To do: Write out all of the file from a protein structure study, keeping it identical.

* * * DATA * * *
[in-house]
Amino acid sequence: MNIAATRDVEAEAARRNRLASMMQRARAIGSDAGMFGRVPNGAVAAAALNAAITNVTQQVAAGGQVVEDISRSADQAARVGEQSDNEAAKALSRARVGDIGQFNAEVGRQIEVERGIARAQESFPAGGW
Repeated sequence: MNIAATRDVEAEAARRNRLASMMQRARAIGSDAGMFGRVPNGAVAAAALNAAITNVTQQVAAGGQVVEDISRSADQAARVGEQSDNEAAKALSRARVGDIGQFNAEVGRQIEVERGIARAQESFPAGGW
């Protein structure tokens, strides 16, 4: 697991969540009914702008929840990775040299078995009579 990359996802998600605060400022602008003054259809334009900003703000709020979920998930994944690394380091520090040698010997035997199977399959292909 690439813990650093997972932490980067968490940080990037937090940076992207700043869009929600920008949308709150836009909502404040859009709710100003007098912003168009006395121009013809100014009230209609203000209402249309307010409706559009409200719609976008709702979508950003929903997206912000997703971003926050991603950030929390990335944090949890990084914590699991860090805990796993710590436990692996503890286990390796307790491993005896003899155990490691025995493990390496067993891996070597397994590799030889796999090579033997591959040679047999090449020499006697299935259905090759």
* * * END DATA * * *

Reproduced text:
[in-house]
Amino acid sequence: MNIAATRDVEAEAARRNRLASMMQRARAIGSDAGMFGRVPNGAVAAAALNAAITNVTQQVAAGGQVVEDISRSADQAARVGEQSDNEAAKALSRARVGDIGQFNAEVGRQIEVERGIARAQESFPAGGW
Repeated sequence: MNIAATRDVEAEAARRNRLASMMQRARAIGSDAGMFGRVPNGAVAAAALNAAITNVTQQVAAGGQVVEDISRSADQAARVGEQSDNEAAKALSRARVGDIGQFNAEVGRQIEVERGIARAQESFPAGGW
């Protein structure tokens, strides 16, 4: 697991969540009914702008929840990775040299078995009579 990359996802998600605060400022602008003054259809334009900003703000709020979920998930994944690394380091520090040698010997035997199977399959292909 690439813990650093997972932490980067968490940080990037937090940076992207700043869009929600920008949308709150836009909502404040859009709710100003007098912003168009006395121009013809100014009230209609203000209402249309307010409706559009409200719609976008709702979508950003929903997206912000997703971003926050991603950030929390990335944090949890990084914590699991860090805990796993710590436990692996503890286990390796307790491993005896003899155990490691025995493990390496067993891996070597397994590799030889796999090579033997591959040679047999090449020499006697299935259905090759």